Sources in the Swedish government have blamed Russian intelligence for causing a major cyberattack on Sweden's air traffic control system that lasted for at least five days in November 2015, allegedly due to Russia testing out its electronic warfare capabilities.
Between 4-9 November 2015, hundreds of domestic and international flights were grounded at multiple airports across Sweden due to its air traffic control system going offline. The attack caused the radar systems to stop working, which made the computer screens to go blank. This meant that air traffic controllers were unable to see any aircraft on their screens at all.
At the time, the Swedish Civil Aviation Administration publicly blamed a solar storm for knocking out air traffic control systems, which also impacted radar stations in Norway and Estonia. According to a Swedish military leaks news site, however, the real story was much deeper.
Anonymous sources told Aldrimer.no that during the attack, Swedish authorities traced the source of the attack to an Advanced Persistent Threat (APT) group that has previously been linked to the Russian military intelligence agency, Spetsnaz GRU. Although Sweden is not part of Nato, it was so concerned that it sent urgent messages warning neighbouring countries that are Natoallies about the ongoing cyberattacks.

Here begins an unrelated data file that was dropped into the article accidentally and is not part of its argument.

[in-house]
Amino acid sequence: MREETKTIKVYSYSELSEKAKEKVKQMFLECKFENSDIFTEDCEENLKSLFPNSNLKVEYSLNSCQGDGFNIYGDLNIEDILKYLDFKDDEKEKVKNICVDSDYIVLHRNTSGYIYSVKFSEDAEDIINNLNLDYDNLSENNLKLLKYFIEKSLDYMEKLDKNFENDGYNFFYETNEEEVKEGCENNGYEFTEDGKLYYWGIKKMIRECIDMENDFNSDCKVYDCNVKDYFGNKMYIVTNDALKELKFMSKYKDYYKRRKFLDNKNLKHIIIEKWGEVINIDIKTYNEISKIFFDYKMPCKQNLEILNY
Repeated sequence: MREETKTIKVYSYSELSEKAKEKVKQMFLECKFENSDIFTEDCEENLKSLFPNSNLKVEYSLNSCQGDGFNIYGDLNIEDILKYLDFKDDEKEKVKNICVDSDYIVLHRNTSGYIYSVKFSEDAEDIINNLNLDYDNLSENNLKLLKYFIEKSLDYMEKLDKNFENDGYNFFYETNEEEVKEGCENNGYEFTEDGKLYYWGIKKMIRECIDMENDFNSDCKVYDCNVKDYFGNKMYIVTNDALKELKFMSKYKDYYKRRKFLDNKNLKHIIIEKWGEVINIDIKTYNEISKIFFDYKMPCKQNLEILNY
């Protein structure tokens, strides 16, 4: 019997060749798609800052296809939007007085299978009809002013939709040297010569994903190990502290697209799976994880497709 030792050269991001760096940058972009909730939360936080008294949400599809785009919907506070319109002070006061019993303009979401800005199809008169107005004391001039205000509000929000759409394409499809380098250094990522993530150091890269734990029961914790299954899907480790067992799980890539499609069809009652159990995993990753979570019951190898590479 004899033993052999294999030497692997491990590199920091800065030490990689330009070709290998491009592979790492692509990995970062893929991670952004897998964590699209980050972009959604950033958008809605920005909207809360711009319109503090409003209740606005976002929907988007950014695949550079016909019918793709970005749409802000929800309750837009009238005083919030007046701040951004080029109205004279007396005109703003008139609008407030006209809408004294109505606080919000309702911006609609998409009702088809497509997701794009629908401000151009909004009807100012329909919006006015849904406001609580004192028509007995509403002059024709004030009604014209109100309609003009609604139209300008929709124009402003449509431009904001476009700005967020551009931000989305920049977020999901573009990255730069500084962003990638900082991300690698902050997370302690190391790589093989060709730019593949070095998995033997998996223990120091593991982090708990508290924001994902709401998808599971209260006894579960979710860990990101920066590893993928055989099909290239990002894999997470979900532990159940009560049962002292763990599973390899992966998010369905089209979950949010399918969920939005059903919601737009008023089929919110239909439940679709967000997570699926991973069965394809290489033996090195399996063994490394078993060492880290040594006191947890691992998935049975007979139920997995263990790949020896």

"The message was passed on to NATO either by Sweden's National Defence Radio Establishment [Försvarets radioanstalt, FRA] or the Swedish Military Intelligence and Security Service [Militära underrättelse- och säkerhetstjänsten, MUST]," a senior Nato source told Aldrimer.no.
The source says that Swedish authorities were particularly concerned that Vattenfall, the Swedish state-owned power company, would be targeted by Russian hackers. As Vattenfall is one of the largest energy providers in Europe and owns several nuclear power plants in both Sweden and Germany, the potential damage from a cyberattack could have been astronomical.
The source also says that at the same time that Sweden issued its warning to neighbouring Nato countries, at the same time Nato independently detected that Russia instigated electronic warfare activity in the Baltic Sea region that was jamming air traffic communication channels. Nato traced the signals and they led to a large radio tower in the Russian enclave of Kaliningrad, to the south of Lithuania.
In October 2015, a month before the cyberattack on Sweden's air traffic control systems, a leading electronic warfare expert reported that Russia was using electronic warfare to both jam Islamic State (Isis) communications in Syria, as well as to mask its military activities from Nato.
The Swedish Civil Aviation Administration is currently investigating the true cause of the air traffic control system outage, but currently is not ready to release results from its analysis of data during the attack. Nato and the Swedish Armed Forces have both said they cannot comment on the issue.